Google breaks its own rules

By Hugo Gye

Google has been caught breaking its own rules by paying bloggers to write posts promoting its Chrome web browser.

The posts, which seem to contain very vague praise of Chrome with little original content, have helped the browser gain in popularity in Google’s PageRank technology, which determines which sites come at the top of search results.

Google said that it has not authorised the controversial marketing campaign, and claimed that the company had ‘consistently avoided paid sponsorships’.

‘Don’t be evil’: But the tech giant has been found using shady marketing

The offending posts came in the form of blog entries talking about the benefits of Google Chrome, especially for small businesses.

Many of these posts talked in a general way about the benefits of doing business online, and ended with a video from Google’s latest advertising campaign.

The sponsored messages all ended by saying ‘This post is sponsored by Google Chrome.’


They could also be identified by the phrase ‘Google Chrome helped this small business in Vermont go global. What can Google Chrome do for your future?’, which appears in a large number of the paid posts.

Some of the posts appeared high up in the Google search result for phrases such as ‘google chrome benefits’, raising concerns that web users seeking to compare browsers could be misled by the subtle advertising.

Many of the suspicious links first highlighted by blog Search Engine Land have now been removed.

Denial: The company says it did not authorise the campaignDenial: The company says it did not authorise the campaign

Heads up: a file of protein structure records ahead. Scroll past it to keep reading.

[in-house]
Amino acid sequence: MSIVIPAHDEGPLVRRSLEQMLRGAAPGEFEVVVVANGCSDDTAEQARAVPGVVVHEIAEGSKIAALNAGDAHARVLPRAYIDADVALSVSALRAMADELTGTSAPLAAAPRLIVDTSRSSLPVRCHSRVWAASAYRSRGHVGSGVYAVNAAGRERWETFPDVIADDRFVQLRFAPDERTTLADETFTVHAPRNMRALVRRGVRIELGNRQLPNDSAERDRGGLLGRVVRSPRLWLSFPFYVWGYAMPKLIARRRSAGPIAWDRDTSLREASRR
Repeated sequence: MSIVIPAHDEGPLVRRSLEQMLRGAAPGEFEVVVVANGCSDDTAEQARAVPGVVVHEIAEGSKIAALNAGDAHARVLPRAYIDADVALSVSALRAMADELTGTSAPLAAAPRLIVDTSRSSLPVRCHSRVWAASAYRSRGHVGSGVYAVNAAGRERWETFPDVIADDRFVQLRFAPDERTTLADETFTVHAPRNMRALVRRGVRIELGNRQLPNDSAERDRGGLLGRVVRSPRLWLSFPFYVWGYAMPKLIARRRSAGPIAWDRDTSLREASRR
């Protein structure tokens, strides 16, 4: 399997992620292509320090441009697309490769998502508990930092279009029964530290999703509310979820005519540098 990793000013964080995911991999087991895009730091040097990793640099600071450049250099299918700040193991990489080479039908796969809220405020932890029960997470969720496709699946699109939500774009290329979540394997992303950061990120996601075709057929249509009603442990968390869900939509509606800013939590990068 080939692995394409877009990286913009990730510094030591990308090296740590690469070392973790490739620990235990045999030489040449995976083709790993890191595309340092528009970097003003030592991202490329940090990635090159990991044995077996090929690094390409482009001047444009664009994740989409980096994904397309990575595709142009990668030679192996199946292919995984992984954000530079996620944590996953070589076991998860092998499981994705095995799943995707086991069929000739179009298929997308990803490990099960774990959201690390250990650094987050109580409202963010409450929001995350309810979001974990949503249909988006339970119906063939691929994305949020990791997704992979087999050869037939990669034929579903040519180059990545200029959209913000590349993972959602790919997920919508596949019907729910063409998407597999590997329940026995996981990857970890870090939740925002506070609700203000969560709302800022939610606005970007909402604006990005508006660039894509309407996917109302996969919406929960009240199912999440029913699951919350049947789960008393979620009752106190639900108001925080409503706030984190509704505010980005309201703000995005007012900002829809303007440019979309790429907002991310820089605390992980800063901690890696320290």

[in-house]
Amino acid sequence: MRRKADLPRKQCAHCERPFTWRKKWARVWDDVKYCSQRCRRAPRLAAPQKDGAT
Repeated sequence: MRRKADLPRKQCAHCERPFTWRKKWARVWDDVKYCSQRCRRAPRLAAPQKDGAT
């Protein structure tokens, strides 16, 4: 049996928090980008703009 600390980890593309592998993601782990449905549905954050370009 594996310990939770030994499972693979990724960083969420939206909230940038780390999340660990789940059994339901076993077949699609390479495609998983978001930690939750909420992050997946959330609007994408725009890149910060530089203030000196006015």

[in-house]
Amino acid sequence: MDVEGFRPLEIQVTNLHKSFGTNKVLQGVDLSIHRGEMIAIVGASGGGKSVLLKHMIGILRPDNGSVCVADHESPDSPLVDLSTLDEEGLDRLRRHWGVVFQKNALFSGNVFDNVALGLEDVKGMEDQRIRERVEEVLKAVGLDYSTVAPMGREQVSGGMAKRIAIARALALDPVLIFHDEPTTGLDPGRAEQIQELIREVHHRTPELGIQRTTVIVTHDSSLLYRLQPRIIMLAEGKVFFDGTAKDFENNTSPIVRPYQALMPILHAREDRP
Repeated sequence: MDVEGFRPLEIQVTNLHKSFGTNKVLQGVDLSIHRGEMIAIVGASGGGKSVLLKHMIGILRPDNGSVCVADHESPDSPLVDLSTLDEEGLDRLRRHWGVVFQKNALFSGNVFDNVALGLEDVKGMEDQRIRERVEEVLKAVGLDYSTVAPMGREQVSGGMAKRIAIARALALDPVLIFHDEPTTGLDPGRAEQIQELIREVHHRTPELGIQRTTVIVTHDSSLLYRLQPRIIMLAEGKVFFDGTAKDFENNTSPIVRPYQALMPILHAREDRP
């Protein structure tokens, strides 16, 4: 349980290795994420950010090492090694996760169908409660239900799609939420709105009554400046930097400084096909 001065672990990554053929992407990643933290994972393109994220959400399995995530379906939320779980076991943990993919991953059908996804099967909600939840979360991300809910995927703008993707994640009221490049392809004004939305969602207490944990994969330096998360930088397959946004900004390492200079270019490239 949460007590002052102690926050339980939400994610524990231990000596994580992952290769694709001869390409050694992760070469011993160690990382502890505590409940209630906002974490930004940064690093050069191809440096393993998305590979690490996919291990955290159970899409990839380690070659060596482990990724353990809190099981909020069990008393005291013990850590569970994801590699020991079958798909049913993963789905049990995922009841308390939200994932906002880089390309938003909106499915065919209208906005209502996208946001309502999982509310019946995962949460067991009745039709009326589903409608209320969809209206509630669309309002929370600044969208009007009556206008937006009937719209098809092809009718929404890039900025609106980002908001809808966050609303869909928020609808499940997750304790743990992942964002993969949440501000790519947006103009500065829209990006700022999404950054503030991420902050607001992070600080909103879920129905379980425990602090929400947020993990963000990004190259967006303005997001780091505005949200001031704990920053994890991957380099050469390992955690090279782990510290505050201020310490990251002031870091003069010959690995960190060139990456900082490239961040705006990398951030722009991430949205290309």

The campaign is particularly ironic, as Google has been strict on punishing websites which seem to exist only to provide advertising rather than original content, often going as far as to exclude them from search results – even when the perpetrator is a Google-owned company.

Another controversial aspect of the campaign is that the blog posts link to Google Chrome’s website but are not classified as ‘nofollow’ links, an attribute which would ensure that they are not counted in search results.

The practice of marking paid-for links as ‘nofollow’ was originally suggested by Google itself.

Google issued a statement claiming that it was not directly responsible for the sponsored posts and blaming advertising agencies it had hired for other purposes.

The company said: ‘Google never agreed to anything more than online ads.

‘We have consistently avoided paid sponsorships, including paying bloggers to promote our products, because these kind of promotions are not transparent or in the best interests of users.

‘We’re now looking at what changes we need to make to ensure that this never happens again.’

One agency publicly apologised to Google for running the unauthorised and ‘poor quality’ campaign, but another company thought to have been responsible for some posts denied its involvement.

Chrome, the web browser launched in 2008, is expected to become the world’s most popular browser by the end of 2012, it was reported yesterday.


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